‘It’s really paid off’
Albert Lea swimming standout continues career overseas
Albert Lea graduate Lindsey (Horejsi) Kozelsky has made her way back into the pool, swimming competitively for the first time since the Big Ten Championships in February. Now swimming professionally for the DC Trident in the International Swimming League, Kozelsky is swimming in the league’s second season in Budapest, Hungary.
After having the NCAA championships in her senior year at the University of Minnesota canceled and the 2020 Olympic trials delayed because of COVID-19, Kozelsky said she wasn’t sure when the next time she would be able to swim competitively was going to come.
“Once trials got canceled, I was just looking at if I wanted to continue swimming,” Kozelsky said. “Just because of all of the work that had been put in leading up to NCAAs and then to get the rug pulled out from under me, underneath a lot of swimmers and athletes, I was just unsure if I wanted to continue training.
“I still loved swimming, but with my husband and I wanting to kind of settle down. Was it reasonable for me to want to keep swimming?”
Kozelsky said she felt like swimming was unfinished for her and made the decision to continue to pursue training for the delayed Olympic Trials. Spending time and doing light training in North Carolina where her husband, William, is stationed, Kozelsky was contacted by Cyndi Gallagher, head coach of the DC Trident.
After joining the team, Kozelsky learned swimmers could train for the season where they felt most comfortable. For her it was no question; Kozelsky headed back to Minneapolis in September to train with her long-time head coach at the University of Minnesota, Kelly Kremer.
“That was hard,” she said. “Being with my husband from March to September and finally having that time together, then being like ‘OK, we’re going to transition one more time and make this long-distance thing work for a little bit longer.’ But it was great to get back into the routine of training.”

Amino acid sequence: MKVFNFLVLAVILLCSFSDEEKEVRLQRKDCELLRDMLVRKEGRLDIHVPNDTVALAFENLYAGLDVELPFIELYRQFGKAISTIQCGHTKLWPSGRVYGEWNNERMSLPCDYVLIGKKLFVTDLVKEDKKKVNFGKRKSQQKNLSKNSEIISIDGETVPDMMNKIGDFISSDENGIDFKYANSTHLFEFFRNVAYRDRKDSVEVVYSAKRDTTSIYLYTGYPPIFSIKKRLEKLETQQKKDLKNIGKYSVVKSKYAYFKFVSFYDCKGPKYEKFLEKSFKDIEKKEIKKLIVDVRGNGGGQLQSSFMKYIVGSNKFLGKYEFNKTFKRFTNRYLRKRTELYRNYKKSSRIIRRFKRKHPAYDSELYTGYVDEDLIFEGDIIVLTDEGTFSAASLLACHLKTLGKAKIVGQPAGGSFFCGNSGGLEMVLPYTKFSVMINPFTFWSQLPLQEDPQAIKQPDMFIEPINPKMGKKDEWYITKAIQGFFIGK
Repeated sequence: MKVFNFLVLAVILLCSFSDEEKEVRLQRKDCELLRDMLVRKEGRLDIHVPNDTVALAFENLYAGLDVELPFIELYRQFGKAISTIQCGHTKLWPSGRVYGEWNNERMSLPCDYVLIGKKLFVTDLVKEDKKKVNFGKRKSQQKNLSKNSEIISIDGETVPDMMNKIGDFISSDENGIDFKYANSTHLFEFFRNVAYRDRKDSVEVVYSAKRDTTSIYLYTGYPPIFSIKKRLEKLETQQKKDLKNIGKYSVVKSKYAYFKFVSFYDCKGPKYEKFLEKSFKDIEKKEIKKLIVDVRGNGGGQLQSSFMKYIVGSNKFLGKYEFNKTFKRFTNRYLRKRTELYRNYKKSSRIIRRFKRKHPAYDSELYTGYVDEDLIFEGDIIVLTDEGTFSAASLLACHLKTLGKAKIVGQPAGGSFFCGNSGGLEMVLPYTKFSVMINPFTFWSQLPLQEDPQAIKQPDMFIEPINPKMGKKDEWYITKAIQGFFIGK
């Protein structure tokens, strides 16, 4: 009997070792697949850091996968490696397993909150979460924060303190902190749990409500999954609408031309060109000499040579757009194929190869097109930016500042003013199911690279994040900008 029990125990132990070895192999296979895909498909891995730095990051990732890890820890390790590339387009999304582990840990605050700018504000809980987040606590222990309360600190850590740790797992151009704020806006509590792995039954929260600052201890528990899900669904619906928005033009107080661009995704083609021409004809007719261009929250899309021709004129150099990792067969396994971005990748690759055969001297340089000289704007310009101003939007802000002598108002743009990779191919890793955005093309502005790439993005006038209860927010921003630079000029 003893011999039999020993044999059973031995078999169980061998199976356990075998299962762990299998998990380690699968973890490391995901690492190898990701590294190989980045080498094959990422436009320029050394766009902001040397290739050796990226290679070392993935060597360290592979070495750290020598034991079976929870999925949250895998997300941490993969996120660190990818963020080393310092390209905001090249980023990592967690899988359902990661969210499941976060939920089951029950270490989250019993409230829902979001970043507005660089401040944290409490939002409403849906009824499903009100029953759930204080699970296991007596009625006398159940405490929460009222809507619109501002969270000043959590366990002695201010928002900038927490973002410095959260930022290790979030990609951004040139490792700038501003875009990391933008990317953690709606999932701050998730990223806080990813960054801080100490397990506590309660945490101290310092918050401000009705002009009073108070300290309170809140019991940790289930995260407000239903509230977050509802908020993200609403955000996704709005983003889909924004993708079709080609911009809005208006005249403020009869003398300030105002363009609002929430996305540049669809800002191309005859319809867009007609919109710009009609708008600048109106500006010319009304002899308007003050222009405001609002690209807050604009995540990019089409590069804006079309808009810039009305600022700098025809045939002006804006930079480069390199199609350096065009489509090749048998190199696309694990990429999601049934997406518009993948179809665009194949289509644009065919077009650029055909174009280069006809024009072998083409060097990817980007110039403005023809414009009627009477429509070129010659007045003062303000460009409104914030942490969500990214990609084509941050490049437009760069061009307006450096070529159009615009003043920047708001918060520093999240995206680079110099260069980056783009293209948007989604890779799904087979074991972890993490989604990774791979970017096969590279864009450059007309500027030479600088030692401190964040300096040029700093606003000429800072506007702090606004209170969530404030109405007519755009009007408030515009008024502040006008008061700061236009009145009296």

She said there were a lot of differences she noticed between swimming professionally and swimming in college. Kozelsky said in college she always had coursework and classes to focus on, whereas professionally, she had a lot more time to focus on her training.
Kozelsky tried teaching privately for a handful of families when she first got back to Minneapolis, but with the COVID restrictions on pool times, she said it added too much stress.
“I felt like I needed to choose either swimming right now or teaching,” Kozelsky said. “Hopefully teaching will always be there for me, but this is kind of my window for swimming and I need to allocate all my time and efforts into swimming right now, and it’s really paid off.”
Kozelsky left for Budapest at the beginning of October to compete in the second season of the ISL. Having never traveled outside of the United States, she said the transition was tough, but she got through it quickly thanks to some tips from some of her teammates.
After many months of training, Kozelsky was finally able to compete in the pool once again.
“Training again and racing has been great,” she said. “You don’t realize how nice it is to race again until you’ve been away from it for like eight months.”
Kozelsky and the DC Trident have competed against nine other teams in the ISL, and Kozelsky said she has been happy with how she has performed. As of press time it was uncertain as to whether the DC Trident would make it to the semifinals of the competition. If the team does not make the finals, Kozelsky will head back to the U.S. soon, but if the team does make the semifinals, her return home will come closer to Thanksgiving.
The matches in the ISL are broadcast on CBS Sports Network and the semifinals are set for Nov. 14 through Nov. 16 and the finals will be Nov. 21 and Nov. 22.
Despite losing the chance to go to NCAAs and the Olympic Trials in the same year, Kozelsky said this opportunity could be a blessing in disguise.
“I would have gone for trials in June if COVID hadn’t happened,” Kozelsky said. “But last year was really stressful for me, being in my masters program and swimming my senior year of collegiate eligibility. Full-time student teaching, being in masters courses and swimming was a lot.
“Coach Kelly and I talked about what a great opportunity this is, this extra year to just dedicate myself to the sport and to really see what I can do.”
The swim trials for the 2021 Olympics are slated for June 13 through June 20, 2021, in Omaha, Nebraska.
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